What is an Essential Hospital?
Providers of Choice for All People, All Communities
Essential hospitals share a mission to care for all people, regardless of their financial means and insurance status. Three-quarters of essential hospitals’ patients are uninsured or have Medicaid or Medicare coverage. Marginalized and underrepresented populations and communities with systemic and structural barriers to care rely on essential hospitals for health and wellness.
Along with their safety net mission, essential hospitals provide specialized, lifesaving services, such as level I trauma and neonatal intensive care; train many physicians, nurses, and other health care professionals; coordinate care across large ambulatory networks; meet public health and crisis response needs; and advance health equity.
Download the flyer to the right for a summary of how essential hospitals build a healthy country for all. Also, take a deep dive into data about our hospitals and the people and communities they serve with our annual member characteristics report, Essential Data: Our Hospitals, Our Patients.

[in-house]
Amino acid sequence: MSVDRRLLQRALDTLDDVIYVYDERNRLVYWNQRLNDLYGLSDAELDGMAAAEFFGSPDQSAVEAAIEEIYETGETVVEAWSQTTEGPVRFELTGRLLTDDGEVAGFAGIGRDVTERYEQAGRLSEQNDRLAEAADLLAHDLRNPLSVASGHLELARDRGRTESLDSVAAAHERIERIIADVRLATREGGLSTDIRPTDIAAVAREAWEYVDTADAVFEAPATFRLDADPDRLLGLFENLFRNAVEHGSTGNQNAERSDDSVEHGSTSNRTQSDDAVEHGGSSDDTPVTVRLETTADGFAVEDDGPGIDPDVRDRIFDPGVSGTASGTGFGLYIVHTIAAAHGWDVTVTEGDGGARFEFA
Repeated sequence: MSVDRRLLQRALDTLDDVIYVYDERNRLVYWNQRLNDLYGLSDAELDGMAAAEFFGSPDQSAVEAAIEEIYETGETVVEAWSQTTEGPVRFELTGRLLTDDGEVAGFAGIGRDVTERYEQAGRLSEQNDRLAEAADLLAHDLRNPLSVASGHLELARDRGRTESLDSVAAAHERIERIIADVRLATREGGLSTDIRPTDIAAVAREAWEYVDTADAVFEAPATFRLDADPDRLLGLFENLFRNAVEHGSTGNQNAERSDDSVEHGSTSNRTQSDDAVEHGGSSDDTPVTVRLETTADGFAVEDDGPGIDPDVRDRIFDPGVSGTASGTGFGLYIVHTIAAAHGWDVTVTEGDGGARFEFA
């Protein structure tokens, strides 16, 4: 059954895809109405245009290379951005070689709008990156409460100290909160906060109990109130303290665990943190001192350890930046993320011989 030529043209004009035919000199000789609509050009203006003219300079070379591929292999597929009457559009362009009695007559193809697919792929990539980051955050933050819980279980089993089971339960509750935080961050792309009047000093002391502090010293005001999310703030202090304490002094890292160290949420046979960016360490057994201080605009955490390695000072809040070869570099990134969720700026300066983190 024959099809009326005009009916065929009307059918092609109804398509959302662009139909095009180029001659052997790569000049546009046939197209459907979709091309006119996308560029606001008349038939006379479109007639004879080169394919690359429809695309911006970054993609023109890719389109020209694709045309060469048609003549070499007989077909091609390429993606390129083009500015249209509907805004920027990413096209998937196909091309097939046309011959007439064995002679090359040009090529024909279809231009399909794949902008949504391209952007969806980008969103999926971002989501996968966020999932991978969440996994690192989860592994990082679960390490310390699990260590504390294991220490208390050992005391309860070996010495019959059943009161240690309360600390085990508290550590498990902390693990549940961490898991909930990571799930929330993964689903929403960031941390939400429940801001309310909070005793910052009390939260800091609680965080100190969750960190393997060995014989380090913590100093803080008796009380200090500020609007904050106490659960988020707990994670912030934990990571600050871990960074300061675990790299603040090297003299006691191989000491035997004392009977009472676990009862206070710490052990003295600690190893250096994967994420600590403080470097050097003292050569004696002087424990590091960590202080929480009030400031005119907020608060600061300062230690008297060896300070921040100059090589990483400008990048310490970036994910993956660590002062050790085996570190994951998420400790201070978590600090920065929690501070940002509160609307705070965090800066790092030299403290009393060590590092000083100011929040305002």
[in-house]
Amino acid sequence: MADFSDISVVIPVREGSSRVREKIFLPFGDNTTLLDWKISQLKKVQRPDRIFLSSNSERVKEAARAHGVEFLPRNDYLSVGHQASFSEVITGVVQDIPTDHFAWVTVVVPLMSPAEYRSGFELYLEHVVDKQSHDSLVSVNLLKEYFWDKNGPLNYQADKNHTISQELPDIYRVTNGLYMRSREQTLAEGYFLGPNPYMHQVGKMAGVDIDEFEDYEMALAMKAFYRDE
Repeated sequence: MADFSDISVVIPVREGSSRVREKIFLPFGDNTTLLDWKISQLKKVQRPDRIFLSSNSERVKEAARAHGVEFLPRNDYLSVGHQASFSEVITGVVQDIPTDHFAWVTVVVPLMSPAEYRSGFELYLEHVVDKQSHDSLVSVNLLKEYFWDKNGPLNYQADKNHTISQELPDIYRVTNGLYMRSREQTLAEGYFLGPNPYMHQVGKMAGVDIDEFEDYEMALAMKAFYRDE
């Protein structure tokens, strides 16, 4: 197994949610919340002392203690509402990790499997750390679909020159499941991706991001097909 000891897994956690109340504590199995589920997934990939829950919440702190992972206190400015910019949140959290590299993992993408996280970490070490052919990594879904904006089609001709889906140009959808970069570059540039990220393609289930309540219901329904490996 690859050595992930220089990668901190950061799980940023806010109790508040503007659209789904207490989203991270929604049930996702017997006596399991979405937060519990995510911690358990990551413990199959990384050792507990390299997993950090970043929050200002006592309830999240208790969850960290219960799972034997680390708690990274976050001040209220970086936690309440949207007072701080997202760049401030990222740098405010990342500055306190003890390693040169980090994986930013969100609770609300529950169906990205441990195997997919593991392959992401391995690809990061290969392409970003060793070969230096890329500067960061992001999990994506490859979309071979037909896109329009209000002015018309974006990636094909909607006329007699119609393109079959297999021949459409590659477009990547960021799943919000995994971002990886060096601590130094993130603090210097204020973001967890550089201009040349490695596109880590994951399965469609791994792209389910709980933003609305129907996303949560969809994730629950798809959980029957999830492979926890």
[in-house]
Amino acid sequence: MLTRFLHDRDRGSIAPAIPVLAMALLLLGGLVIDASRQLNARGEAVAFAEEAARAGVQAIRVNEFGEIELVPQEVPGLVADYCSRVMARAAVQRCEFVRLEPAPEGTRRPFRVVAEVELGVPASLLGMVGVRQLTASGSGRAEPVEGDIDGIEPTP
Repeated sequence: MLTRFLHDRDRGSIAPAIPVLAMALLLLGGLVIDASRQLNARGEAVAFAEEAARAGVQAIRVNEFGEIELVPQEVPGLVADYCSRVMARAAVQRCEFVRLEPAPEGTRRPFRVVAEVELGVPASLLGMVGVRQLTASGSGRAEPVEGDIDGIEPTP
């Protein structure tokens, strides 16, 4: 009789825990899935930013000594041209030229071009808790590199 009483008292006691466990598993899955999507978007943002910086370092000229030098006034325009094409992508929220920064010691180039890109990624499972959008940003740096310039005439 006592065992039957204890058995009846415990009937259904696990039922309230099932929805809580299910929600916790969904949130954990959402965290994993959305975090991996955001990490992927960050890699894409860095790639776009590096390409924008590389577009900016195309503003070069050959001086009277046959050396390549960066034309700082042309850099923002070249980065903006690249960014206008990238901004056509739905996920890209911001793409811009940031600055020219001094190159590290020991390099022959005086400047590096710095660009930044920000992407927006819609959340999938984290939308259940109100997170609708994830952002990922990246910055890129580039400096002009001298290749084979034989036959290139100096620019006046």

Why We Must Formally Recognize Essential Hospitals
To safeguard access to care, improve health equity, and protect communities in times of greatest need, Congress must statutorily designate essential hospitals for targeted support. Essential hospital face challenges unique to their mission. Our members represent about 5 percent of all U.S. hospitals but provide more than a quarter of the nation’s charity care. Essential hospitals, on average, provide seven times as much uncompensated care as other hospitals. due to their small share of commercially insured patients and historically underfunded mission.
We have ample precedent for formally designating classes of hospitals to stabilize and protect providers vital to the larger health care ecosystem. Examples include critical access hospitals and sole community hospitals. Today, essential hospitals lack similar and crucial protections.
Learn more about essential hospital designation »